Physics postulates a world explicable under the category of measurable quantities. Any such quantities it finds will be deemed "physical." The fact that everything physics finds is explicable in terms of the physical is not a hypothesis that physicists are testing, it is an assumption of their science.
As such it is ridiculous to point to the work of physicists as "evidence" for a philosophy which one may refer to as "naturalism." It is not a flaw of physics or physicists to make this assumption. What forms any particular science is the set of postulates which it makes about the world, and through which it proceeds to investigate the world as it is seen under those postulates. But it is a mistake to forget that these are postulates and not discoveries.
Consider an episode like the discovery of the weak nuclear force. Certain measurable phenomena cannot be explained through any of the other known forces. These phenomena have weird characteristics: certain parities that are usually maintained are violated, and quarks change their flavor. So physicists postulated the existence of a force that would produce these phenomena.
Now perhaps what was "really" going on was the God, having nearly finished creation, thought to himself, "I can foresee these people called physicists, who are going to think their theories explain everything. So let me continually cause the universe to behave in such a way that certain parities are regularly violated, and quarks change their flavor. That should shake them up."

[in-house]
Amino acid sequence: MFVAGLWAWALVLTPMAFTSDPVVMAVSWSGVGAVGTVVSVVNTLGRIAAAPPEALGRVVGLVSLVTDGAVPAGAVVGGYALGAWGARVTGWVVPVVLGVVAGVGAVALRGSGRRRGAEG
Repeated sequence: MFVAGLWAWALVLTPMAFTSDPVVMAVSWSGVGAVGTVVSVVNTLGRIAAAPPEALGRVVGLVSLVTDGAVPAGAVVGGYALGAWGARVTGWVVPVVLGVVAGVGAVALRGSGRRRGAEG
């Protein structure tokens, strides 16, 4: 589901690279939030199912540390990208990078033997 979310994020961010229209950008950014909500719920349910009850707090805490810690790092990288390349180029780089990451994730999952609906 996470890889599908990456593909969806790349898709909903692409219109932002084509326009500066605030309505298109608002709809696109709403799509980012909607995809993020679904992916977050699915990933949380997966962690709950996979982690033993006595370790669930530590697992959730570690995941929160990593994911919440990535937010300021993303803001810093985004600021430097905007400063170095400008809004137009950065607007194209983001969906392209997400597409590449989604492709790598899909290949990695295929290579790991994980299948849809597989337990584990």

So long as God did this in a measurably regular way, what we would see would be no different than if these things are caused by a "weak nuclear force." But physicists proceed by postulating things like heavy bosons and a weak nuclear force. One may protest, "But physicists are able to draw new predictions from their idea of these phenomena arising from a force!" That is great, and it is why physicists should continue to postulate forces. But the end result is not distinguishable from a case in which God was "fiddling" around with things in a regular, predictable way that hinted at further regularities to be detected.
Or consider the partial confirmation of Bell's theorem by Aspect et al. One might view this result and conclude, "Well, God just keeps these spatially separated particles correlated." But what many physicists have decided is that "local realism" is false. Now, local realism was a linchpin of the very idea of a "physical world," which is why Einstein and his colleagues proposed their original thought experiment, intending it as a way of showing that quantum mechanics must be incorrect in some way. But in the face of Bell and Aspect, what most physicists have done is simply to alter their idea of what "physical" reality is like.
Once again, I am not criticizing physicists for proceeding in this fashion: this way of proceeding is the very thing that creates physics as a distinct world of ideas. What I am pointing out is that is no more significant that physicists find everything in the world of physics explicable by physical principles than it is that Swahili speakers find everything in their world adequately described in the Swahili language. Swahili is, I am sure, a fine language, and I bet it describes the world quite well. But it would be a terrible error to leap from that fact to the conclusion that the world is actually built out of Swahili words and phrases.